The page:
Difference between revisions of "1997 PMWC Problems/Problem I7"

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Substituting, <math>\frac{2}{5}g + \frac{1}{2}\left(\frac 45g\right) = 12 \Longrightarrow \frac{4}{5}g = 12 \Longrightarrow g = 15</math>. So there are 12 boys, and <math>12 + 15 = 27</math> students in the class.
 
Substituting, <math>\frac{2}{5}g + \frac{1}{2}\left(\frac 45g\right) = 12 \Longrightarrow \frac{4}{5}g = 12 \Longrightarrow g = 15</math>. So there are 12 boys, and <math>12 + 15 = 27</math> students in the class.
  
== See also ==
+
== See Also ==
 
{{PMWC box|year=1997|num-b=I6|num-a=I8}}
 
{{PMWC box|year=1997|num-b=I6|num-a=I8}}
  
 
[[Category:Introductory Algebra Problems]]
 
[[Category:Introductory Algebra Problems]]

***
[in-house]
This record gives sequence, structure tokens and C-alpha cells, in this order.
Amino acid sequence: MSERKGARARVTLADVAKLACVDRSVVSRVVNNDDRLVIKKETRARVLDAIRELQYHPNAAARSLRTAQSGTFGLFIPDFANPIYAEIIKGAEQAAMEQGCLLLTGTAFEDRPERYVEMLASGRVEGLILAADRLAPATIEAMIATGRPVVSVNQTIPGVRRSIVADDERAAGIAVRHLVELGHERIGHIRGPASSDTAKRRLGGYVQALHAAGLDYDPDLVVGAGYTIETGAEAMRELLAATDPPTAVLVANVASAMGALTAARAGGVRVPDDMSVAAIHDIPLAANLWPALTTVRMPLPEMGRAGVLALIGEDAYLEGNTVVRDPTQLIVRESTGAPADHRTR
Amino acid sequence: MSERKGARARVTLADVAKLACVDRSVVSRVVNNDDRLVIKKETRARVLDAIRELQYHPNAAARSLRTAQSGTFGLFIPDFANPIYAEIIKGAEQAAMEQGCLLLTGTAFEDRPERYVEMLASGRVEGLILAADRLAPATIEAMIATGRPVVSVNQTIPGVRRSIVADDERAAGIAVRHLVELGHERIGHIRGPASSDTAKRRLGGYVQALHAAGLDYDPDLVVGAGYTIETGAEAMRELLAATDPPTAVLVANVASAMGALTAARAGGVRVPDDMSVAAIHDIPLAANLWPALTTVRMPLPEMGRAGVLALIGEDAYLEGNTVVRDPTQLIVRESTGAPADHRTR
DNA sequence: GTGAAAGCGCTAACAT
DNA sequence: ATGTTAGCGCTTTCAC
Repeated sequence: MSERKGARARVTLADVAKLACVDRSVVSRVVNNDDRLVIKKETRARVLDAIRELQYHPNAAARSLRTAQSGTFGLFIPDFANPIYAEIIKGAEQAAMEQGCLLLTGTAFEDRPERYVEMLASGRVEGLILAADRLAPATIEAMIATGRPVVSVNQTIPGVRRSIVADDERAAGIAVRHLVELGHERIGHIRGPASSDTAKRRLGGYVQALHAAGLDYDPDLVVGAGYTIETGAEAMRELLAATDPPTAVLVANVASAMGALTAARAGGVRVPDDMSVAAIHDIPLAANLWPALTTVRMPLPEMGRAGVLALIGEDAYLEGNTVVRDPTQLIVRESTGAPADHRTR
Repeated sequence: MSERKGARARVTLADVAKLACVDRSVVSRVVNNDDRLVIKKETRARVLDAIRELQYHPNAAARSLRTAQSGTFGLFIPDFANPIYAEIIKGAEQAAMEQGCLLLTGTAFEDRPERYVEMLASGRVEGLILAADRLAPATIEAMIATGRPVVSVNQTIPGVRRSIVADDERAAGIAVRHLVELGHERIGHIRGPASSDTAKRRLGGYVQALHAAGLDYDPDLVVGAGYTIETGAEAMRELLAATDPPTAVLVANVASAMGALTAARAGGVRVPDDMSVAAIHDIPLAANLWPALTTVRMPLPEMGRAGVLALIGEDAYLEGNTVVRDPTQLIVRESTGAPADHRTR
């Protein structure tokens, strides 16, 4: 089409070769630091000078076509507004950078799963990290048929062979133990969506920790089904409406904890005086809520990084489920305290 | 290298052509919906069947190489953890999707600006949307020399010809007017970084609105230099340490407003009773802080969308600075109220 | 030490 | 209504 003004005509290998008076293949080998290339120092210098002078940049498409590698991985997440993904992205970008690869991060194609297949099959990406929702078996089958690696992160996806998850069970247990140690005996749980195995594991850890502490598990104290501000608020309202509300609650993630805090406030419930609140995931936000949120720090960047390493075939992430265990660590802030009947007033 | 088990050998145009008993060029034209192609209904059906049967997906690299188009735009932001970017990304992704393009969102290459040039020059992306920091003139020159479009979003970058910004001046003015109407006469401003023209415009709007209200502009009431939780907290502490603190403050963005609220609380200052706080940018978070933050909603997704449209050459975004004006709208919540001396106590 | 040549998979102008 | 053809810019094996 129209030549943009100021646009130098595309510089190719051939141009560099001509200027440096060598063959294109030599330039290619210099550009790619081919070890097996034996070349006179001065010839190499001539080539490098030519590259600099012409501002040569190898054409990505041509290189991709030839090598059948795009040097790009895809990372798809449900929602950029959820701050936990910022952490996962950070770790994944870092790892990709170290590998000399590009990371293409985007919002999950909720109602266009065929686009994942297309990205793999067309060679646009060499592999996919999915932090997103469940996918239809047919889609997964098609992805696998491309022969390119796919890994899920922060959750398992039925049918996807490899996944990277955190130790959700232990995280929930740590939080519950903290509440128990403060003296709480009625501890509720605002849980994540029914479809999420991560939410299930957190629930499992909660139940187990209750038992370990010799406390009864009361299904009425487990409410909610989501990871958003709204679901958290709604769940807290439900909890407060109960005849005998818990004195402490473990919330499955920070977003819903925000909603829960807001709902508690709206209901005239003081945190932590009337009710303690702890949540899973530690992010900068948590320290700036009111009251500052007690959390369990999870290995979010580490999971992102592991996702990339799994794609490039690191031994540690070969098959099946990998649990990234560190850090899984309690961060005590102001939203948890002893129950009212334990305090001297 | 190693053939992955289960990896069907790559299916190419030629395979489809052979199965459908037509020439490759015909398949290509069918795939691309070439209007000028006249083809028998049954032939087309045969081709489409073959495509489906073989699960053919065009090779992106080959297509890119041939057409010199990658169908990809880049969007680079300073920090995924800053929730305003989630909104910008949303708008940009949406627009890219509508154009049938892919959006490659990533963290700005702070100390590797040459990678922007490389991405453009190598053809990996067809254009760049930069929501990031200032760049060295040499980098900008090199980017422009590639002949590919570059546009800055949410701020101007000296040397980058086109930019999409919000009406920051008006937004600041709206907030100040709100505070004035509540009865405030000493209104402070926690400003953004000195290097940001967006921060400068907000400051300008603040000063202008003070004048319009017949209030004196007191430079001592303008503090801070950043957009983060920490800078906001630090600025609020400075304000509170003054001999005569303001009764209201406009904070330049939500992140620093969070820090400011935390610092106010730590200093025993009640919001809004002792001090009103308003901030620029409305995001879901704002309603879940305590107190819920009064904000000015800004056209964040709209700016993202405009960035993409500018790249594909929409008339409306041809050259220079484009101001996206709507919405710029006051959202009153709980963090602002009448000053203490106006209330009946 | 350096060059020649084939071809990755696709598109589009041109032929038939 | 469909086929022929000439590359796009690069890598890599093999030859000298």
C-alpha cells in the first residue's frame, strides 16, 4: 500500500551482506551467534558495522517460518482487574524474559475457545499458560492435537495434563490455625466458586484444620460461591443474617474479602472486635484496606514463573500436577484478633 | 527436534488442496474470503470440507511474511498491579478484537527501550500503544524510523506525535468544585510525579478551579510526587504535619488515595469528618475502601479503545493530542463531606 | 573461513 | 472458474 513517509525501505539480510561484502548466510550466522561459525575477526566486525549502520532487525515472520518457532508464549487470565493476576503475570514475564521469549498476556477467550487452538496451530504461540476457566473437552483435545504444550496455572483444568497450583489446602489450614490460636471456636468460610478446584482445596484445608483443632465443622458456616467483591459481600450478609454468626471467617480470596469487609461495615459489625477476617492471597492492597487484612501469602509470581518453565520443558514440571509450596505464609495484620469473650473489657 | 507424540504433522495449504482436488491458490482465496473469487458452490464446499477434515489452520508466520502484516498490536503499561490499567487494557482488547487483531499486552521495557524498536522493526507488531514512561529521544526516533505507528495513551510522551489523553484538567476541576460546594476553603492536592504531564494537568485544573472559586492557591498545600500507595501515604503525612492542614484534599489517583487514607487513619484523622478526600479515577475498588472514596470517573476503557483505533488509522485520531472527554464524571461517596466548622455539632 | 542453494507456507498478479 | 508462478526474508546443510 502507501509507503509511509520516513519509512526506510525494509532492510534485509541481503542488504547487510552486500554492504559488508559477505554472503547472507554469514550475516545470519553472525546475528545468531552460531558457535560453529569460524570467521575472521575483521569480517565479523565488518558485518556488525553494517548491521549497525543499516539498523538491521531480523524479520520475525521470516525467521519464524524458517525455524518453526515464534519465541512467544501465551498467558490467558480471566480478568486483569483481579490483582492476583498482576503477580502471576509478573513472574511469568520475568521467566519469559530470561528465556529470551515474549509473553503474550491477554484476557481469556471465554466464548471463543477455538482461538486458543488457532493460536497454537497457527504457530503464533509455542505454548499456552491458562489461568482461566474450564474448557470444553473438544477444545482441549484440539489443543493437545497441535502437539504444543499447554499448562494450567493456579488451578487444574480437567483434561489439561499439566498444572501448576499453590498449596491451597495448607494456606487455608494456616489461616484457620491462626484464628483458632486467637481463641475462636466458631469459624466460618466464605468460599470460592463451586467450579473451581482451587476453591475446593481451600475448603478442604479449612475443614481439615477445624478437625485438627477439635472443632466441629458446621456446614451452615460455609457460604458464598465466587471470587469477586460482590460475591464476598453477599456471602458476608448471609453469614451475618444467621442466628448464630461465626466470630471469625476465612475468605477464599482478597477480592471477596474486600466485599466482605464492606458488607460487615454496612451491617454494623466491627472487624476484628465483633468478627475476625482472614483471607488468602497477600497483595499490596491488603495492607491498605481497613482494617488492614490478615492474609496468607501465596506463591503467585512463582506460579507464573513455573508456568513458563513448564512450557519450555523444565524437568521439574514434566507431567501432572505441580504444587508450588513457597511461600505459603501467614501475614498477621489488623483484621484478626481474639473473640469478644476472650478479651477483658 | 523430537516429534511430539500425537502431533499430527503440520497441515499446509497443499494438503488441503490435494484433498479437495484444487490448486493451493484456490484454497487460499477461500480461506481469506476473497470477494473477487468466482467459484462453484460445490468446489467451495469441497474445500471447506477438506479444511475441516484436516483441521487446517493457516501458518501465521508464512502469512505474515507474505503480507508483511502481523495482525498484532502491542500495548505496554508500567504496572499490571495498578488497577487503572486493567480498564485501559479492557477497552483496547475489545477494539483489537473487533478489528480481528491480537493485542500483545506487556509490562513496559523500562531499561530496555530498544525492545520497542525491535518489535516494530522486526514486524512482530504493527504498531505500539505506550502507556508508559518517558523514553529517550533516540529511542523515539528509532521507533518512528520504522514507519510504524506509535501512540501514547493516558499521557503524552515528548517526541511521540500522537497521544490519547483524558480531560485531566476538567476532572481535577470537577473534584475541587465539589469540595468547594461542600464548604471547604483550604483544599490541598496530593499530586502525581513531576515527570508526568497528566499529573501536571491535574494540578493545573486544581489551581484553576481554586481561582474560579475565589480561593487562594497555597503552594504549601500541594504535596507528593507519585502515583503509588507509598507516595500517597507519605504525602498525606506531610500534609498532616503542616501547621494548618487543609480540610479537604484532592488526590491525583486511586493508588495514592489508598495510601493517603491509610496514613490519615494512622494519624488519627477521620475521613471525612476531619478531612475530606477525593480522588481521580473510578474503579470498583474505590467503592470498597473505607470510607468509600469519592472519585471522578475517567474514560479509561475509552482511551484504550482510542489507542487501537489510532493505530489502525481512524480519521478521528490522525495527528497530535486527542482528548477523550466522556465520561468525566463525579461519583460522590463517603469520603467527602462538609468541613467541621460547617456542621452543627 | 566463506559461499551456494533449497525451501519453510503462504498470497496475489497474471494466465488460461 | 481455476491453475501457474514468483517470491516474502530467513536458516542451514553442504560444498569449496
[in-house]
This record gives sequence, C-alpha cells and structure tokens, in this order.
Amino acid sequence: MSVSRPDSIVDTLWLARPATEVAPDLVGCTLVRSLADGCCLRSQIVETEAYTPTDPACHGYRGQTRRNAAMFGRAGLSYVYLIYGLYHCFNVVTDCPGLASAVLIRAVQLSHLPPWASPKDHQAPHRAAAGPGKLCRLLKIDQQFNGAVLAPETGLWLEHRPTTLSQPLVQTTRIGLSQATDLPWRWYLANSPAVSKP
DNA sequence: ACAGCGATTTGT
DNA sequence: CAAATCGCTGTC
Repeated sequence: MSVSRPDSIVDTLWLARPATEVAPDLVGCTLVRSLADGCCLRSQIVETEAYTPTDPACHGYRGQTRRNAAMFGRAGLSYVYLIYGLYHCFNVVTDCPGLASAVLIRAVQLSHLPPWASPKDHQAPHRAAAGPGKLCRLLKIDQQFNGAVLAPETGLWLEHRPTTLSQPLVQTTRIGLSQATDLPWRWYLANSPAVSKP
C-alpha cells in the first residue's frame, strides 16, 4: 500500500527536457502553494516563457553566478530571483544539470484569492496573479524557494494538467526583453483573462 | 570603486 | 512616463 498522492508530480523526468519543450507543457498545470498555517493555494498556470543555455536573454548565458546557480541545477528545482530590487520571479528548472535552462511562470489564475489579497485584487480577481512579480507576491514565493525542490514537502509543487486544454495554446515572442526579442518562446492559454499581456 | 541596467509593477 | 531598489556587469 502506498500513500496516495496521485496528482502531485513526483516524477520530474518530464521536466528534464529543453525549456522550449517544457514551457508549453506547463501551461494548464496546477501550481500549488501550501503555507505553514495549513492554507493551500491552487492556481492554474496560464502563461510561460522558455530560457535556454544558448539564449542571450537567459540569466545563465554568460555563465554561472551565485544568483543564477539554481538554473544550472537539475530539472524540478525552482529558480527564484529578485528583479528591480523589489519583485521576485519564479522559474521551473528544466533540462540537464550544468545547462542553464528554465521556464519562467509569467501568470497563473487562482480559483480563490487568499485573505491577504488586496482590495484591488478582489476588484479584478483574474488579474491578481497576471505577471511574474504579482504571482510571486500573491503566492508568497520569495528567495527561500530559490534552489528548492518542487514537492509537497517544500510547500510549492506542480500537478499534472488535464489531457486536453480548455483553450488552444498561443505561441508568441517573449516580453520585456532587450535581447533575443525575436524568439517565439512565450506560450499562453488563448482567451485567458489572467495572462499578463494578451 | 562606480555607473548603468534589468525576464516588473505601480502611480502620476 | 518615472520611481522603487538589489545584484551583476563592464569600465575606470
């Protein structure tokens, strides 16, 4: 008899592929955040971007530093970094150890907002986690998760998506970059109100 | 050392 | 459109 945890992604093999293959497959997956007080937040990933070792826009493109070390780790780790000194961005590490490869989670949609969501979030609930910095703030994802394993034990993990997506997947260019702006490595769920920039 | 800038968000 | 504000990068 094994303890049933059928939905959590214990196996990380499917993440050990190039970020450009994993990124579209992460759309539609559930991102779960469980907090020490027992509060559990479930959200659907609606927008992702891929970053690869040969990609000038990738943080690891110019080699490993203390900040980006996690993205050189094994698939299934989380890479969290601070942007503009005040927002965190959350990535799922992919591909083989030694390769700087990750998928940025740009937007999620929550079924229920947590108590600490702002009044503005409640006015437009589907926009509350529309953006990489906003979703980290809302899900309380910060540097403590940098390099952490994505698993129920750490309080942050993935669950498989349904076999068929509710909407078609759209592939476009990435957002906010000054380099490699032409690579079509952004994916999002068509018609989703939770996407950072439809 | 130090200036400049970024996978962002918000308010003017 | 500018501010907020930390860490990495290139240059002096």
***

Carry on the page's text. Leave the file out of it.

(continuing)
Revision as of 16:04, 15 May 2012

Problem

40% of girls and 50% of boys in a class got an 'A'. If there are only 12 students in the class who got 'A's and the ratio of boys and girls in the class is 4:5, how many students are there in the class?

Solution

\[\frac{2}{5}g + \frac{1}{2}b = 12\] \[5b = 4g \Longrightarrow b = \frac{4}{5}g\]

Substituting, $\frac{2}{5}g + \frac{1}{2}\left(\frac 45g\right) = 12 \Longrightarrow \frac{4}{5}g = 12 \Longrightarrow g = 15$. So there are 12 boys, and $12 + 15 = 27$ students in the class.

See Also

1997 PMWC (Problems)
Preceded by
Problem I6
Followed by
Problem I8
I: 1 2 3 4 5 6 7 8 9 10 11 12 13 14 15
T: 1 2 3 4 5 6 7 8 9 10
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